Page Banner

United States Department of Agriculture

Agricultural Research Service

Research Project: IMPROVING DAIRY FORAGE AND MANURE MANAGEMENT TO REDUCE ENVIRONMENTAL RISK Title: Sediment and particulate phosphorus characteristics in grassed waterways from row crop corn and alfalfa fields collected using manual University of Exeter and automatic sampling

Authors
item Panuska, John -
item Good, Laura -
item Vadas, Peter
item Busch, Dennis -
item Ozkaynak, Asli -

Submitted to: Hydrological Processes
Publication Type: Peer Reviewed Journal
Publication Acceptance Date: January 3, 2011
Publication Date: July 12, 2011
Citation: Panuska, J.C., Good, L.W., Vadas, P.A., Busch, D., Ozkaynak, A. 2011. Sediment and particulate phosphorus characteristics in grassed waterways from row crop corn and alfalfa fields collected using manual University of Exeter and automatic sampling. Hydrological Processes. 25:2329-2338.

Interpretive Summary: Phosphorus (P) loss in runoff from agricultural fields can adversely impact the quality of receiving waters. Phosphorus loss occurs as dissolved P and particulate P, with particulate P often dominating loss from row crops. To identify practices to reduce P loss, land managers need good computer models and model developers need good data to improve models. Erosion and particulate P monitoring data can help identify sediment source areas and improve models, but this often requires more sediment mass than is typically obtained by more expensive automated sampling. This study used a simple suspended sediment sampler in intermittent channels draining corn and alfalfa fields and compared results with an automated sampling system. No differences were found in enrichment ratios (runoff sediment constituent/soil constituent) for sediment organic matter between the simple sampler and the automatic sampler, but the particulate P ratio from the simple sampler was 20% less than from the automatic samplers. A good correlation was found between sediment particulate P and organic matter from simple and automatic samplers for particles less than 50 µm. For particles more than 50 µm, the particulate P concentration did not change with particle size, suggesting different P enrichment mechanisms. The study provides a better understanding of particulate P transport behavior, which can help improve land use management decisions.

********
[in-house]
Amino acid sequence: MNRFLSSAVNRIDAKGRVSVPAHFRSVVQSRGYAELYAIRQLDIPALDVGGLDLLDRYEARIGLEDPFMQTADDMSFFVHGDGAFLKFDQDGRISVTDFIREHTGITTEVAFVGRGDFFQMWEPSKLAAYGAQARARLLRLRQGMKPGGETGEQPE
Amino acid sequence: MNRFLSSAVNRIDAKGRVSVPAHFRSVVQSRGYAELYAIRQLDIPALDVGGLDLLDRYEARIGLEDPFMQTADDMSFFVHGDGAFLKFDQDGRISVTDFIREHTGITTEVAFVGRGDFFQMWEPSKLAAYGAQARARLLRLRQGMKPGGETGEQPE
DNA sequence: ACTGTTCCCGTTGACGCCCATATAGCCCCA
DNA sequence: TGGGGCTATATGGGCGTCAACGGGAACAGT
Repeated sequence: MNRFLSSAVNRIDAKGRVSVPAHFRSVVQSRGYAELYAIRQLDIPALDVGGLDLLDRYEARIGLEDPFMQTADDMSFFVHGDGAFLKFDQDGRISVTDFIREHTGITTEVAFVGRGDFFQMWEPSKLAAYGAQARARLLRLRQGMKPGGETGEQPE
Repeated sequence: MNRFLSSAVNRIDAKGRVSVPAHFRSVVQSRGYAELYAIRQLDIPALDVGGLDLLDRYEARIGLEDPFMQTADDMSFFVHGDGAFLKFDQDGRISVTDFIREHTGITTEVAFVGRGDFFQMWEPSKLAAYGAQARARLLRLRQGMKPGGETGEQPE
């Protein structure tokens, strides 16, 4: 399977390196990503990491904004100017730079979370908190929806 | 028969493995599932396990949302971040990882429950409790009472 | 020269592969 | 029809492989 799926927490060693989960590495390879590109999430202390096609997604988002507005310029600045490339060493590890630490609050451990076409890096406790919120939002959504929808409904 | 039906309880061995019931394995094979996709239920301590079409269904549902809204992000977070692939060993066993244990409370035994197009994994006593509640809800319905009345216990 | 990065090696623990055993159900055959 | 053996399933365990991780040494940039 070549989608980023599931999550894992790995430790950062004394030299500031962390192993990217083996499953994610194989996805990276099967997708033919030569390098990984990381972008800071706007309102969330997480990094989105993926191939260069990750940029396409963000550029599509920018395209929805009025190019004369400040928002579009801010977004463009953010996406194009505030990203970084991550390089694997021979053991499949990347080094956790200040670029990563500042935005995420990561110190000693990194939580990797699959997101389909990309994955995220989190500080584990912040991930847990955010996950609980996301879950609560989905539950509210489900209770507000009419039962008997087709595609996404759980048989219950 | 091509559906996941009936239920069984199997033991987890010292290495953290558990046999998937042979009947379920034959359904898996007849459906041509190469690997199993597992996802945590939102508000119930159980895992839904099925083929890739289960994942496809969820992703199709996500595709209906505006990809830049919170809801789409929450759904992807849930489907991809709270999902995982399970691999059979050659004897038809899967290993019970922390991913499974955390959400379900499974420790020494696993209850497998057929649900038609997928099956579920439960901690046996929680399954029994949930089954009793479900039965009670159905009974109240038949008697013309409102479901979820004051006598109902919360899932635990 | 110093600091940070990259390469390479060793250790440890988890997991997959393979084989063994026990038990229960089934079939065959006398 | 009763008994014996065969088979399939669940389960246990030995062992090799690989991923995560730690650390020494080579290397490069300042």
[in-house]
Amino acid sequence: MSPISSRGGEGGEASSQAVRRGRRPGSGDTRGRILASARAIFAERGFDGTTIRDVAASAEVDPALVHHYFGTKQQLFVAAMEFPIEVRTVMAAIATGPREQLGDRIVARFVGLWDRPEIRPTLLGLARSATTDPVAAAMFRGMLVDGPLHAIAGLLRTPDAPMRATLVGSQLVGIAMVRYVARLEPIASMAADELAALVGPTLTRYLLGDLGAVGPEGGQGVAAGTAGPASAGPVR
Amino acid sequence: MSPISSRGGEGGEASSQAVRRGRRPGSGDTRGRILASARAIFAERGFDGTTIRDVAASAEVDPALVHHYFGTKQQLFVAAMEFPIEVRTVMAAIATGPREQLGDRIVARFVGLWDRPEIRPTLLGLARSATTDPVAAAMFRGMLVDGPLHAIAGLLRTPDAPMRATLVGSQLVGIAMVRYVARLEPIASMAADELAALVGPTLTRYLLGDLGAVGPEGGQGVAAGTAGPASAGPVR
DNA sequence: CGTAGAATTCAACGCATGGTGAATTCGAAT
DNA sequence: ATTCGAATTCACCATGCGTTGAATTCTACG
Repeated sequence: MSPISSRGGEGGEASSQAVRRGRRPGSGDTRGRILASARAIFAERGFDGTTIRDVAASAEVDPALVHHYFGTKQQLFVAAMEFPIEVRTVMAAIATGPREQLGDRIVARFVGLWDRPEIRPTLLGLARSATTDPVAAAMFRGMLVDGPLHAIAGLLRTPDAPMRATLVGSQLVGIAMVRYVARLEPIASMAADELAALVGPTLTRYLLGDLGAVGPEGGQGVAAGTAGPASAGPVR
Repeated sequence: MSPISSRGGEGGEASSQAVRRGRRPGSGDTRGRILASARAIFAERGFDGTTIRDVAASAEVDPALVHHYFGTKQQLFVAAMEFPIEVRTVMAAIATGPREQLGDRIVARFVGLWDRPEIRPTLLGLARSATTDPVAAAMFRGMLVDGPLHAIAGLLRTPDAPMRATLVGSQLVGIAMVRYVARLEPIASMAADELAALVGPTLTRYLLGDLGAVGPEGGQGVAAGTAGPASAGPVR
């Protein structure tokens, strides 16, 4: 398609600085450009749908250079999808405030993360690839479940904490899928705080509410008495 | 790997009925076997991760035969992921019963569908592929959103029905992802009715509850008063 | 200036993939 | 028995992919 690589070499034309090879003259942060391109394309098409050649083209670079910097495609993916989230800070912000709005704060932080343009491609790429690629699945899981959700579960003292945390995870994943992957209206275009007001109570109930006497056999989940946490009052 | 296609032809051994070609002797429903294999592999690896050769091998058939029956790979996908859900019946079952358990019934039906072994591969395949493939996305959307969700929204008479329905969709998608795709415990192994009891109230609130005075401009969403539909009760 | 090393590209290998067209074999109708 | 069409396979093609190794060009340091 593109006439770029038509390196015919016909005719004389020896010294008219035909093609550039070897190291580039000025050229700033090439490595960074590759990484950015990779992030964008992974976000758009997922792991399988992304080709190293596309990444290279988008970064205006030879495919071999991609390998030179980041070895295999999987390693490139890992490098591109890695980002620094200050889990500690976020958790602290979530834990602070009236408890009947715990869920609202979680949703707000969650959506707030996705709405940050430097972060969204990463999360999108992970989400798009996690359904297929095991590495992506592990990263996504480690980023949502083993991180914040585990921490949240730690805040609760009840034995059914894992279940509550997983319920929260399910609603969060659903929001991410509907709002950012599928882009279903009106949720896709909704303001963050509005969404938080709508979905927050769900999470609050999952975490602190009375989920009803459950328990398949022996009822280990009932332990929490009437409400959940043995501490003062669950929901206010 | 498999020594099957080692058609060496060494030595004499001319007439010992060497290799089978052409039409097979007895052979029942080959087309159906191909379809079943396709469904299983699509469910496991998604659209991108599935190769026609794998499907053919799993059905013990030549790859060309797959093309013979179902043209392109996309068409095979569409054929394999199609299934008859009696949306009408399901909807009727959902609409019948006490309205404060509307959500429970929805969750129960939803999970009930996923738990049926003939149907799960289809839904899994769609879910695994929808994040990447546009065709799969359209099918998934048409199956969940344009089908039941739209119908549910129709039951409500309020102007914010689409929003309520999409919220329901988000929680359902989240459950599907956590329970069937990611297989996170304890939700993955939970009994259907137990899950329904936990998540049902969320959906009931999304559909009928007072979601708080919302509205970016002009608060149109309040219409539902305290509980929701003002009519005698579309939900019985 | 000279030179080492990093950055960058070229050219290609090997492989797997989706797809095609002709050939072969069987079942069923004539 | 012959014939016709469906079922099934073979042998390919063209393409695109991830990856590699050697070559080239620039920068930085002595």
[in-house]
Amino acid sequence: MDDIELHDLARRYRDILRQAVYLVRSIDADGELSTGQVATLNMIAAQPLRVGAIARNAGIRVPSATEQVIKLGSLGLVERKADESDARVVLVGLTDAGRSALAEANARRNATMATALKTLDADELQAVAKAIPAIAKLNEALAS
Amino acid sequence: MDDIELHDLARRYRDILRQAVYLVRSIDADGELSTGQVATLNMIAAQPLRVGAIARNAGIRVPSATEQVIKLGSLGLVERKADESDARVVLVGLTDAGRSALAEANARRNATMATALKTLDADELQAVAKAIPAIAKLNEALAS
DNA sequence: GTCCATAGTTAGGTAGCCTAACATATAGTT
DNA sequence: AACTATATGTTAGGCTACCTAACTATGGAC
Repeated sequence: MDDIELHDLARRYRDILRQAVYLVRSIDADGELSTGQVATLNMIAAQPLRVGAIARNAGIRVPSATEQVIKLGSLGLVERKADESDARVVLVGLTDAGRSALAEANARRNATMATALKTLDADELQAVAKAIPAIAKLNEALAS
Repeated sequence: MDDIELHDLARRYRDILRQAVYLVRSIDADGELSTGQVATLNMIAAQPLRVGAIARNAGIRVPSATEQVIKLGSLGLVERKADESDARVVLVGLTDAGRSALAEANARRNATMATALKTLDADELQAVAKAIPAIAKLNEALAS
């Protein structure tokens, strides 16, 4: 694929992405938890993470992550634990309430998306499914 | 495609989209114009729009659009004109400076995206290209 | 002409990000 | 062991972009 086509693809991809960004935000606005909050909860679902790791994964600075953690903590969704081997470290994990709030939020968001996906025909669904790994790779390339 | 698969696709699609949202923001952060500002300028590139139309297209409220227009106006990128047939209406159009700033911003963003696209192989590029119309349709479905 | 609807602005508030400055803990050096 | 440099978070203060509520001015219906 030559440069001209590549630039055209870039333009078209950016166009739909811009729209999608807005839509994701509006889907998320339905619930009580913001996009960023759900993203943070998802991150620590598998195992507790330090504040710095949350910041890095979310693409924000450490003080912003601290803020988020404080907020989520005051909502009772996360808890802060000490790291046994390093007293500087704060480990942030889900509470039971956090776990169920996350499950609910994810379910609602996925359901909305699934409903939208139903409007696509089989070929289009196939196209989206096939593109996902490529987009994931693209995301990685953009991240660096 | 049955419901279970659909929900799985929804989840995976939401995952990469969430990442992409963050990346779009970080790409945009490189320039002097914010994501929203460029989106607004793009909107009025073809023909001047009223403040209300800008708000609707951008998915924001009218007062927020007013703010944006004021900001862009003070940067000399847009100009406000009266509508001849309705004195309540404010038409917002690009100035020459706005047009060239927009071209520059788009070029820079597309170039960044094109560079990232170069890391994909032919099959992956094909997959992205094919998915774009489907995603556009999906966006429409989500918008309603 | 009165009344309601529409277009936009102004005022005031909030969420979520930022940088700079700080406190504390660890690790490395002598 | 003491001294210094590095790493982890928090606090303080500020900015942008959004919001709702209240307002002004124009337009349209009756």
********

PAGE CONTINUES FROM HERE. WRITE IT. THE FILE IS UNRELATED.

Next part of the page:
Technical Abstract: Phosphorus (P) export from agricultural lands above known threshold levels results in adverse impacts to receiving water quality. Phosphorus loss occurs in dissolved and sediment-bound, or particulate P (PP), forms, with the latter often dominating losses from row-cropped systems. To target practices, land managers need good computer models and model developers need good monitoring data to improve models. Sediment monitoring data can help identify sediment source areas and improve models, but often require more sediment mass than is typically obtained by automatic sampling. This study used a simple suspended sediment sampler developed at the University of Exeter (UE) in intermittent channels draining corn and alfalfa fields. The corn field had a greater runoff coefficient (27%) compared to alfalfa (11%). No differences were found in enrichment ratios (soil constituent/sediment constituent); for PP (PPER) or percent loss on ignition (LOIER) between paired UE samplers on corn. The median LOIER for the UE samplers (1.9%) did not differ significantly from the automatic sampler (2.0%); (p > 0.13). The PPER from the UE samplers was on average 20% lower than the automatic samplers. A good correlation (r2 = 0.75) was found between sediment PP and % LOI from UE and automatic samplers for particles less than 50 µm, while PP concentration more than 50 µm did not change with particle size, suggesting different P enrichment mechanisms. Sediment ammonium oxalate extraction found iron (r2 = 0.71) and magnesium (r2 = 0.70) had the highest metal - % LOI correlation. A better understanding PP behavior will improve P land use management decisions.

Last Modified: 8/22/2014
Footer Content Back to Top of Page